UTS professors Charles Rice and Amanda Clarke are captivated by this year’s less-publicised exhibitions.
November 10th, 2010
The Belgian Pavilion proved to be a welcome surprise, able to be as much at home in the Art as the Architecture Biennale.
Architects and anthropologists Rotor presented used materials as if they were minimalist sculptures or abstract images. A deconstructed white plinth could be a homage to Robert Ryman, a set of stair treads a nod to Donald Judd, or a kerb edge from a metro station a celebration of Carl Andre.
While such a presentation, seen architecturally, could simply be dismissed as another version of the poetics of everyday materials, the precision of the installation and the dryness of the wall labels produced a distancing effect. There was no ‘essential materiality’ on show here, but rather a strange and beautiful reinvestigation of surfaces in the context of their display as art.
The Dutch Pavilion, entitled Vacant NL, exhibited the results of urban research into the potential reuse of unoccupied buildings.
We have come to expect a rather dry presentation of facts and figures in these sorts of research-based exhibitions, but the Dutch team of Rietveld Landscape managed literally to ‘model’ the extent of Holland’s unoccupied buildings as an urban field, an entire blue-foam city.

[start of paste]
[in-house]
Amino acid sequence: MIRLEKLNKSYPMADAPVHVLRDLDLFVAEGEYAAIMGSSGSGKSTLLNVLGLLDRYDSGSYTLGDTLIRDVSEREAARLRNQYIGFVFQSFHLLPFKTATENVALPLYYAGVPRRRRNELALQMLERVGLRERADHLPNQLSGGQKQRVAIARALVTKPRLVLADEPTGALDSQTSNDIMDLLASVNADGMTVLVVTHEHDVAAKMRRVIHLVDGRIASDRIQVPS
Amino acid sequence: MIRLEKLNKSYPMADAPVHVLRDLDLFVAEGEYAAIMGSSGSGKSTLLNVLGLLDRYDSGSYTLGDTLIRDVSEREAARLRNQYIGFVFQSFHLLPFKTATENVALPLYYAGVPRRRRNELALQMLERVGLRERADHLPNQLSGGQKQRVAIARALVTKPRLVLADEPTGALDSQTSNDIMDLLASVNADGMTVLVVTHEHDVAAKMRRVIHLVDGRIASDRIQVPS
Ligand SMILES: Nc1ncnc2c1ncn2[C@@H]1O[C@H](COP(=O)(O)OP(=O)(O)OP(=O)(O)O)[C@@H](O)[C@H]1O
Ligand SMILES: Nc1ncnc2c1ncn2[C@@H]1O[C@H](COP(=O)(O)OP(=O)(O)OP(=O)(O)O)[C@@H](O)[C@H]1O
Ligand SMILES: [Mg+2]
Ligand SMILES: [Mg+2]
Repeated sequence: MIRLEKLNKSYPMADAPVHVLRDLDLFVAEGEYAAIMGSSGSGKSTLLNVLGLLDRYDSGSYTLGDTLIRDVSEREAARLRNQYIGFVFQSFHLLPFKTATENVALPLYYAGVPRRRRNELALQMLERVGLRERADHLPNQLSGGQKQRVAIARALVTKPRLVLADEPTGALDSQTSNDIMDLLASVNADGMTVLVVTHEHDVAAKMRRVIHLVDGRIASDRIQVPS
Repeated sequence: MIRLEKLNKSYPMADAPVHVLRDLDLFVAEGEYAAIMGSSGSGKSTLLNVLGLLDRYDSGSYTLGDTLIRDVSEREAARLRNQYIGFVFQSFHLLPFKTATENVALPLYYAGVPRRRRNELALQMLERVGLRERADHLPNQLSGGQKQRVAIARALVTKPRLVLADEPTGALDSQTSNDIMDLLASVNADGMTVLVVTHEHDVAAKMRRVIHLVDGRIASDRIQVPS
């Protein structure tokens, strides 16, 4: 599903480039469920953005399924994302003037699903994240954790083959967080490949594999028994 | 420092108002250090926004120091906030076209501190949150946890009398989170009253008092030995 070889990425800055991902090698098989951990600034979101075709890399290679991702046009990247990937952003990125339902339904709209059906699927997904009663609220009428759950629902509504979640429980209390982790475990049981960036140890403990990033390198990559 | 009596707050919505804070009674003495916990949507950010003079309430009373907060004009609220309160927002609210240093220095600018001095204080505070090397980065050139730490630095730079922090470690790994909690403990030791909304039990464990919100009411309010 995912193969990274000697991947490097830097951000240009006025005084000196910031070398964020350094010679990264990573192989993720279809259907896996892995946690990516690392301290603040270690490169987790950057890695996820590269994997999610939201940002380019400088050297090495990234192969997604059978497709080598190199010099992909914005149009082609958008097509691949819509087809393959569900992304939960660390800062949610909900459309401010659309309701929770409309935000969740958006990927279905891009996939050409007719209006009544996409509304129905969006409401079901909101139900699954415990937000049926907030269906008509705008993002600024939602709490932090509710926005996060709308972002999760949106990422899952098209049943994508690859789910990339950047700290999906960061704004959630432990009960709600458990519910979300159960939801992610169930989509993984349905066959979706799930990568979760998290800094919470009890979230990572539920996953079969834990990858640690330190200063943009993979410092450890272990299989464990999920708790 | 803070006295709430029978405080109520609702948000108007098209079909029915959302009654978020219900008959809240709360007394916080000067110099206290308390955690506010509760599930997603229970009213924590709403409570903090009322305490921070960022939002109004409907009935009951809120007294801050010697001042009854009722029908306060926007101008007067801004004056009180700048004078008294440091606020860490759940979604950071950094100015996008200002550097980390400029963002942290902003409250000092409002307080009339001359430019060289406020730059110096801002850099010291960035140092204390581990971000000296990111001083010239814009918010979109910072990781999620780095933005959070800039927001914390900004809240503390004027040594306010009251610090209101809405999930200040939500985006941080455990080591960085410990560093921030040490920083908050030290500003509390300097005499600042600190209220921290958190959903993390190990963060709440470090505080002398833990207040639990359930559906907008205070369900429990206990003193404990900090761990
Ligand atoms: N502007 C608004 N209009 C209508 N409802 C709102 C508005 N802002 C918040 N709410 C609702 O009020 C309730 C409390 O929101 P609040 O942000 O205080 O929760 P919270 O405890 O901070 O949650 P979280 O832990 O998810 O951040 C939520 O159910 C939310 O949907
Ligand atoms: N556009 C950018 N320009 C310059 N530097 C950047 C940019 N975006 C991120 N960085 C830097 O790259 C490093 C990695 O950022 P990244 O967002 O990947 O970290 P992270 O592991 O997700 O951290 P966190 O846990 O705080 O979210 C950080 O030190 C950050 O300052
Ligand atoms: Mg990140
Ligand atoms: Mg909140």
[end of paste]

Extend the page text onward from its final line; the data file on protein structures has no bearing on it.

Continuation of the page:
Through their promotion of the idea of interim or temporary use, this modelling provided a palpable image, and entire city of new activity able to be extracted from existing building stock.
The political strategy of the pavilion was also interesting to observe. Rather than being a set piece of professional propaganda or achievement, the Dutch pavilion, commissioned by the Netherlands Architecture Institute, constructed a precise and deliberate argument in the context of the emerging innovation policies of the Dutch government.
French architect Dominique Perrault is the curator of the French Pavilion this year. His project tackles the topic of “Metropolis.”
The theme aimed to demonstrate that a metropolis itself is not a city but rather a territory mostly comprised of empty and available spaces. Consequently, the perception of these voids as the places where all possibilities can still be realized guides the approach to the subject and overall exhibition design of the pavilion.
Walls of the pavilion were covered from floor to ceiling with film projections, promoting a sense of virtual inhabitation of the 5 French territories in question. The interplay of screens and mirrors exponentially increased images and sensations, placing the participant in an immersive sensory environment with little choice but to engage with the discourse being proposed.
Though at times the message was a little overstated and sensationalized, the proposal was well produced, and dare I say entertaining. The strength of this exhibit lay in its integrated approach to the subject, and demonstration of this approach through the exhibition design.
For more on the Venice Biennale, visit Amanda Clarke’s blog:
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